Concert Review: Spanish Baroque/ Australian Brandenburg Orchestra And C!RCA

Thumbing their nose at gravity - the Australian Brandenburg Orchestra with C!RCA

Thumbing their noses at gravity – the Australian Brandenburg Orchestra with C!RCA. Image credit Steven Godbee Publicity.

Spanish Baroque

The Australian Brandenburg Orchestra

C!RCA

City Recital Hall, Sydney

May 3, 2017

It was as though a nomadic band of acrobats complete with trobairitz and Baroque instrumentalists had somehow how transcended time and found themselves in Sydney, when the Australian Brandenburg Orchestra directed by the ever-inventive Paul Dyer AO, presented the electrifying Spanish Baroque in collaboration with the intrepid Brisbane-based acrobatic ensemble C!RCA.

Featuring New Zealand soprano Natasha Wilson as the trobairitz, making her Australian debut, and Italian classical guitarist Stefano Maiorana, the 8 artistes of C!RCA, under Artistic Director Yaron Lifschitz thumbed their noses at gravity. Along with the 9 musicians of the ABO, directed from the harpsichord and chamber organ by Dyer, they had the audience gasping with their music, movement and song.

Concertmaster Shaun Lee-Chen led the small ensemble of musicians in an inspired display of technique and lyricism, addressing the challenge of attending not only to each other but in synchronising with the split-second timing of the dare-devil acrobatic routines and with the musical needs of the trobairitz. The period instruments were played in style, radiant with the rhythms, ornaments and the patina of the Baroque, enriched with Maiorana’s exquisite plucking and a wealth of sound effects and irresistible rhythms created by percussionists Brian Nixon and Jess Ciampa.

The City Recital Hall has been many things to many ensembles. Tonight, for the first of four scenes, it was set as a circus ring with a Chinese pole centre stage and the musicians arrayed on a dais upstage. Enter the acrobats, with feline athleticism. There was not a stitch of lycra to be seen in Libby McDonnell’s costume design as the men dressed in pantaloons and shorts, and the women, in shorts and skirts which morphed into leotards, presented a colour palette of earthy neutrals with a flash of fire reflected in Peter Rubie’s lighting design. The fluid lines of the costumes enhanced the graceful movements as the acrobats sculpted the sound of the music into the air.

Performing to music by Dyer, Murcia and Merula. The acrobats scaled the pole and cascaded down; there was a novel yin-yang sequence between two performers precariously perched on a see-saw; Conor Neall’s showdown with the pole held the audience breathless. He prowled around the stage, now a bull-ring, regarding the pole rather like a toreador might stare down a bull, knowing full well who would be the victor.

Natasha Wilson won many hearts in this, her inaugural Sydney performance. Dressed in pristine white she wove her way around the stage. Her interpretation in simple folkloric style was well suited to the style of music. Dispensing with vibrato and projecting a luminous tone with a rich lower range, she proved her classical flair with passages of pin-point coloratura, ornamentation and a silken smooth vocalise in the improvisatory Passacaglia Andaluz with violinist Matt Bruce in Scene 4.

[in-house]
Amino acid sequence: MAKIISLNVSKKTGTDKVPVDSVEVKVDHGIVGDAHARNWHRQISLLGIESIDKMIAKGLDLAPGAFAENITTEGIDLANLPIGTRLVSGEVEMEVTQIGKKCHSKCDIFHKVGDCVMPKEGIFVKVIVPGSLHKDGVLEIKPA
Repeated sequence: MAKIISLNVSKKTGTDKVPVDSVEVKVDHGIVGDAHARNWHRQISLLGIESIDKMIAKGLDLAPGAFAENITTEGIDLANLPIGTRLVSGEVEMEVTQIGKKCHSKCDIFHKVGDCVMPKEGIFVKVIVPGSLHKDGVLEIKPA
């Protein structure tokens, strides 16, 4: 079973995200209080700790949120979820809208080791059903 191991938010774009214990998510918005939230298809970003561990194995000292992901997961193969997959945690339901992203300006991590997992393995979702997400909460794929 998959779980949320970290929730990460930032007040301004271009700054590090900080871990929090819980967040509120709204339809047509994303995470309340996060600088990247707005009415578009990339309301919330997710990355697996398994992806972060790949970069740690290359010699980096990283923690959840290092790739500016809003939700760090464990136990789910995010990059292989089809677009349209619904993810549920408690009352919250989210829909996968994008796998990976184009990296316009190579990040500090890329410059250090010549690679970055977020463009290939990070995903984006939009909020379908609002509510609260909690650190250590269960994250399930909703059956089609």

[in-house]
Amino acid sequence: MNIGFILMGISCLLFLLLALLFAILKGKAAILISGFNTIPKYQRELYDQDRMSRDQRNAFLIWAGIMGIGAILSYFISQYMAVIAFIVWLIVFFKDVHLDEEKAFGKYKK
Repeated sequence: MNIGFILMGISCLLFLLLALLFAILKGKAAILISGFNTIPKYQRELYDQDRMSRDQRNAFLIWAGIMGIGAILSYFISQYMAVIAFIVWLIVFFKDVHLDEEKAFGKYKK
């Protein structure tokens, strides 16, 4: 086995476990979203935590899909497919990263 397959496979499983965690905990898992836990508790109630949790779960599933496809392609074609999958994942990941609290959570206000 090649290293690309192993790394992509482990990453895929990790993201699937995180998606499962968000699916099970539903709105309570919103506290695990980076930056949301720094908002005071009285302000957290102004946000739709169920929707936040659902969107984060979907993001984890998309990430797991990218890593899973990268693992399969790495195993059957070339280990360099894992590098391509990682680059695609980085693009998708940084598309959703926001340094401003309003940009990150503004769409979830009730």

Scene 2, and the Chinese pole was dismantled for the rest of the show, making way for various props and items of aerial apparatus. The Leyenda Asturias by Albéniz was the accompaniment to Caroline Baillon’s encounter with a hank of ropes suspended from the ceiling, setting pulses racing as Maiorana mirrored the audacious choreography with his fiery flamenco guitar playing.

Vivaldi’s La Folia, featured in Scene 3, was an inspired choice for this programme. Played as the perfect accompaniment to the vertiginous routine on the swing, La Folia (The Folly, or ‘Madness’) is an ancient dance from the Iberian Peninsula whose theme many composers, including Vivaldi, used in their music. It describes young girls giving in to the “folly” of an unbridled dance of abandonment, aptly getting wilder as the music accelerates to its whirling conclusion.

Scene 4 saw a delicate dialogue between acrobat, apparatus and trobairitz, followed by Scott Groves drawing belly laughs with his comedic routine as a stage hand. A simple kitchen table was the sole prop for an ingenious feature with the entire troupe and in a nod to blokeyness, the quartet of male acrobats palled up with a wheelbarrow.

The programme notes contained a wealth of information, giving detailed insights, historical and biographical notes, the words to the songs and a sense of the geography of the places to which we were transported.

Kudos to Paul Dyer and the ABO for nudging the boundaries and for sharing this broad perspective on the unity of acrobatics, Baroque music and song. It was an ambitious project and the outcome enthralling.

Correction: The original review was published naming Timothy Fyffe as the artist performing with the Chinese pole. It was in fact Conor Neall. Apologies for the error.

Shamistha de Soysa for SoundsLikeSydney©

Thrilling images from the opening night of Spanish Baroque.

Spanish Baroque is at the City Recital Hall, Sydney on selected dates till May 12, 2017.

 

 

 
Posted on May 4, 2017 @ 14.49
 

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